Inflation and Social Security

Morningstar has a great piece on the issue of inflation during retirement. Typically, pensions and annuities do not offer inflation protection. So, over time your income declines in real terms.

Even at low rates of inflation, the buying power of today’s dollar will be substantially less in the future. For example, at 2% annual inflation $1,000 will only be “worth” less than $700 in purchasing power.

One solution is to invest money in assets that will (hopefully) produce returns in excess of inflation.

But social security also should maintain some purchasing power (admittedly, it is likely the cost of living adjustment or COLA underestimates many retiree’s real experience with rising inflation).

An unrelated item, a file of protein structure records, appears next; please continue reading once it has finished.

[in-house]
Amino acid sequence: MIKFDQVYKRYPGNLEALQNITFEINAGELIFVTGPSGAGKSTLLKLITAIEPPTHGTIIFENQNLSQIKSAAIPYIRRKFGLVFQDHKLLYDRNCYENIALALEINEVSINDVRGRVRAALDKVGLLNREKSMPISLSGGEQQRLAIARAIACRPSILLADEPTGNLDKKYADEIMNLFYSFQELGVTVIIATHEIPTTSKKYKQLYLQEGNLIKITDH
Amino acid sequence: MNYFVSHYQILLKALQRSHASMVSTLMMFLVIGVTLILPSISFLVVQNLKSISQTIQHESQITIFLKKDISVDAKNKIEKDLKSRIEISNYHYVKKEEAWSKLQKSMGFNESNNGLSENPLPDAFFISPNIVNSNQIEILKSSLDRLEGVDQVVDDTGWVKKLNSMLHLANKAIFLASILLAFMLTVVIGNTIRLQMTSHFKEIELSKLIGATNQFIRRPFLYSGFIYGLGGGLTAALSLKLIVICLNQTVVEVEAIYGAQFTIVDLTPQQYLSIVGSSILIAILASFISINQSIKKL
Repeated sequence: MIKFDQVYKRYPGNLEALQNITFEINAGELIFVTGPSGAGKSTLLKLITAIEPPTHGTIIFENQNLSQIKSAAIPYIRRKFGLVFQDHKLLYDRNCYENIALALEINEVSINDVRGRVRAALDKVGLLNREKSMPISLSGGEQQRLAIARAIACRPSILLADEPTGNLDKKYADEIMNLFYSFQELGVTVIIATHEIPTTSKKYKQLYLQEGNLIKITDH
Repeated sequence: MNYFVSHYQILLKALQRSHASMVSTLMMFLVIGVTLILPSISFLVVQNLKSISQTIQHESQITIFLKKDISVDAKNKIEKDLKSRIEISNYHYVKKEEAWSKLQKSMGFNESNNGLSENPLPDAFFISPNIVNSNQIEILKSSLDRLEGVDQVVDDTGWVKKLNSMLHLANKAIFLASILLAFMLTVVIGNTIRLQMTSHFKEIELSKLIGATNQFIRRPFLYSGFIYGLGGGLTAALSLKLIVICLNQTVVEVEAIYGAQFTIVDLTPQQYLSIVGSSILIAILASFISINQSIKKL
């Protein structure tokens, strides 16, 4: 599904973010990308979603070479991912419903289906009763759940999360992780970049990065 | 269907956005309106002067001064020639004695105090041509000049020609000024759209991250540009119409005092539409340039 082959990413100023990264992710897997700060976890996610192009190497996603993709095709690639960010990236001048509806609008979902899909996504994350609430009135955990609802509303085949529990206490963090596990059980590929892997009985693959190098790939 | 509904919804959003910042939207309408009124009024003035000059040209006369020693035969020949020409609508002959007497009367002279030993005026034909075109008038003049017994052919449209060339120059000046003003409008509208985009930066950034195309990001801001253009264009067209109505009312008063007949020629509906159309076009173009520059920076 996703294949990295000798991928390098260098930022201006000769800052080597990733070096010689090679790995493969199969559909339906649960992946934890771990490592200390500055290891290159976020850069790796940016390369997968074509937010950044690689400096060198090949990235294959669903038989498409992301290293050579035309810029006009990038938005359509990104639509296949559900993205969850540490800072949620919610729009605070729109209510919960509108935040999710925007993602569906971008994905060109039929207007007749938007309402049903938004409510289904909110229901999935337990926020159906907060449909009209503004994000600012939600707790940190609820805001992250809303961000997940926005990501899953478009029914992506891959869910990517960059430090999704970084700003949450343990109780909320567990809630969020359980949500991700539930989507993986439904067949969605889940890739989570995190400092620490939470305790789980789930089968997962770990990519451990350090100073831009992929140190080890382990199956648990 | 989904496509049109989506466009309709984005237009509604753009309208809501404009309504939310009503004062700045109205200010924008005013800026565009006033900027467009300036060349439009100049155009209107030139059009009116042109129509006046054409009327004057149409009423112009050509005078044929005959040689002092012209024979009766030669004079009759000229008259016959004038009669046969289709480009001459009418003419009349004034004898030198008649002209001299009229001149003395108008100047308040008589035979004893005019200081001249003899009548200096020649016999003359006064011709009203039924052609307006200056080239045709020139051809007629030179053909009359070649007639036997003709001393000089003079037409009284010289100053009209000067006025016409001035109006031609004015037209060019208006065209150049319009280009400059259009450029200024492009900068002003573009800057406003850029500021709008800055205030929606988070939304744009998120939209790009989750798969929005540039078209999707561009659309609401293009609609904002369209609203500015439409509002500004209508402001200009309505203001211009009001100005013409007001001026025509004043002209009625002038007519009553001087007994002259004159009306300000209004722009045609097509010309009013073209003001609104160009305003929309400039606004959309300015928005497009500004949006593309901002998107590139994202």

The article makes a strong case for retirees to consider delaying social security until age 70.

“Effectively, you are buying a very inexpensive inflation-adjusted annuity, and you receive roughly 8% more income for every 12 months that you delay filing past full retirement age. The “cost” is the money needed to pay living expenses while delaying, either from savings or wages from work.” (emphasis added)

Obviously many factors go in to the social security decision but the upside of having the ability to delay may mean a more secure retirement.

About Michael McGinley, CFP®, AIF®

Michael McGinley has worked in the financial services industry for over 15 years. He is currently a partner at Providus Advisors, an investment advisory firm located in Chandler, AZ.

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